Aureus of Crispina
- Place of origin:
180-183 AD (made)
- Materials and Techniques:
- Credit Line:
Bequeathed by Mr George Salting
- Museum number:
- Gallery location:
This coin depicts the head of Empress Crispina Augusta, the wife of the Emperor Commodus.
The aureus was an ancient Roman gold coin, issued from around the 1st century BC up to the 4th century AD. One aureus was worth 25 silver denarii. The denarius was a small silver coin and the principal silver coin issued in the ancient Roman currency system from the late 3rd century BC until the early 3rd century AD.
The use of the portrait is the most persistent and usually the most striking feature of coins of the Roman Empire. Particularly during the first three centuries of the Empire's existence (27 BC-AD 284) images of historically recorded (and some unrecorded) people appear on the majority of coins.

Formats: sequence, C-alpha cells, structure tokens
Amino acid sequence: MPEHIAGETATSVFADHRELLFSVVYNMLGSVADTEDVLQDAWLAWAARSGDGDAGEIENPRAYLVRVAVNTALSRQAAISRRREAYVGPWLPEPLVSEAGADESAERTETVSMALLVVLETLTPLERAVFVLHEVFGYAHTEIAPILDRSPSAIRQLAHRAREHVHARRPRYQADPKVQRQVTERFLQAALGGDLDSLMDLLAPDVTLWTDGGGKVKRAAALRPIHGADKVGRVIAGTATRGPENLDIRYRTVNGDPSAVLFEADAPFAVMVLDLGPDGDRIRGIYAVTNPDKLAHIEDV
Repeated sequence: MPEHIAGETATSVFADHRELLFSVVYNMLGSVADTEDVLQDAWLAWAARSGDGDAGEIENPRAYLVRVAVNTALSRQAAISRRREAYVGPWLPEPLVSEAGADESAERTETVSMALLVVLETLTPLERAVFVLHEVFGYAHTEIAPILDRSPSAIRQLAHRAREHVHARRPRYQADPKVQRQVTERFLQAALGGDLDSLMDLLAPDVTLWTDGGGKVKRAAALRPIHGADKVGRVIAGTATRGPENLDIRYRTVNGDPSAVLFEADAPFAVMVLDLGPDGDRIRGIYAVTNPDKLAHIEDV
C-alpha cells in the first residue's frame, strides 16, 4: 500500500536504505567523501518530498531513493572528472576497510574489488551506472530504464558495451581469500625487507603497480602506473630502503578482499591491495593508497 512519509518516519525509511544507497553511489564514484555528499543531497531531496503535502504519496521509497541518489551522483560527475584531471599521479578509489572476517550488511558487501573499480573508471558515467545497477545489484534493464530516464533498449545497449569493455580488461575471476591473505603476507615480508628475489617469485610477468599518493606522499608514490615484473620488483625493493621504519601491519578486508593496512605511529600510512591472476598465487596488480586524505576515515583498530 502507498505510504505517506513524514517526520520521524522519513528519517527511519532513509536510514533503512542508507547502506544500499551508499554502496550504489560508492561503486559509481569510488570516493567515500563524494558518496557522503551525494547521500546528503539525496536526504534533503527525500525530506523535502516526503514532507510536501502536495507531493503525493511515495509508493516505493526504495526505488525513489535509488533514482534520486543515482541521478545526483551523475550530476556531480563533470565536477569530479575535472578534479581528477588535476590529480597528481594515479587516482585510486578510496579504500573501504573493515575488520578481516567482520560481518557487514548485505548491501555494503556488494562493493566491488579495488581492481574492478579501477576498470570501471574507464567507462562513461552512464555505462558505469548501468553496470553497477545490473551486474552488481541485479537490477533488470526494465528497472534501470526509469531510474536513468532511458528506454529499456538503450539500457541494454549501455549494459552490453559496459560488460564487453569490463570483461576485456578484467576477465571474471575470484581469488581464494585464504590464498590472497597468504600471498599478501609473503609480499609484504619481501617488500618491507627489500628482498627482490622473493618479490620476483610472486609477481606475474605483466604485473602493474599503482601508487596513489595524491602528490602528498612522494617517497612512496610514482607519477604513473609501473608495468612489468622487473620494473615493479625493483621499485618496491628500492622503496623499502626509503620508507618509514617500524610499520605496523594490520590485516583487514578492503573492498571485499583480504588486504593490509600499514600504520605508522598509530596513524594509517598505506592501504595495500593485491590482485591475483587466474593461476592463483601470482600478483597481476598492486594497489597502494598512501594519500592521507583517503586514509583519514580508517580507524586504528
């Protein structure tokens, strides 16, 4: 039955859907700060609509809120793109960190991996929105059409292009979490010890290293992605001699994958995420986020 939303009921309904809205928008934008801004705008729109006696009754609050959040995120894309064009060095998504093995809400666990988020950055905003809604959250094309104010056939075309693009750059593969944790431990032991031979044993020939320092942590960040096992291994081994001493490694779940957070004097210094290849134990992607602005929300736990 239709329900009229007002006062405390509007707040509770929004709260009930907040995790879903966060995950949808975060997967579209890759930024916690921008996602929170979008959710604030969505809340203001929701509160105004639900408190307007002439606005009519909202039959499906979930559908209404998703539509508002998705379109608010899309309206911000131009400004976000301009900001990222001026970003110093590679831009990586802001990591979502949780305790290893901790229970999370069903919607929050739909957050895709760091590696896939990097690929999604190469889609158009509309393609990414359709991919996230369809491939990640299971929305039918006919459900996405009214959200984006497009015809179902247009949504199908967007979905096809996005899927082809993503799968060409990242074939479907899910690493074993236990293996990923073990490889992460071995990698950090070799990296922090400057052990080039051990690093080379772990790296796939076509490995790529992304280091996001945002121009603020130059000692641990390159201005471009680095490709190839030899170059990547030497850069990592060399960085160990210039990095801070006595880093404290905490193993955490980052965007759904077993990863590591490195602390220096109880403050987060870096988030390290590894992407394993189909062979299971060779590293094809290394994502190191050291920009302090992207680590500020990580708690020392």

Roman coins acted as a vehicle for the quick and wide-reaching spread of propagandic images of Imperial power, at the centre of which was the embodiment of Rome and all that its Empire stood for, the Emperor himself. Roman coins survive in very large numbers and are frequently found right across Europe, reaching the furthest corners of the Empire.
Gold coin. Obverse: Inscription. Head of Crispini to right. Reverse: Inscription. Venus seated to left, holding a figure of Victory and a sceptre. Under the throne a dove.
Place of Origin
180-183 AD (made)
Materials and Techniques
Marks and inscriptions
'VENVS . FELIX'
Diameter: 2.03 cm, Weight: 7.35 g
Object history note
From the Salting bequest.
Coin (aureus), gold, head of Crispina Augusta / Venus with Victory, Roman, ca. 180-183 AD
Crispina Augusta (Empress); Venus; Victory
Coins & Medals; Sculpture; Myths & Legends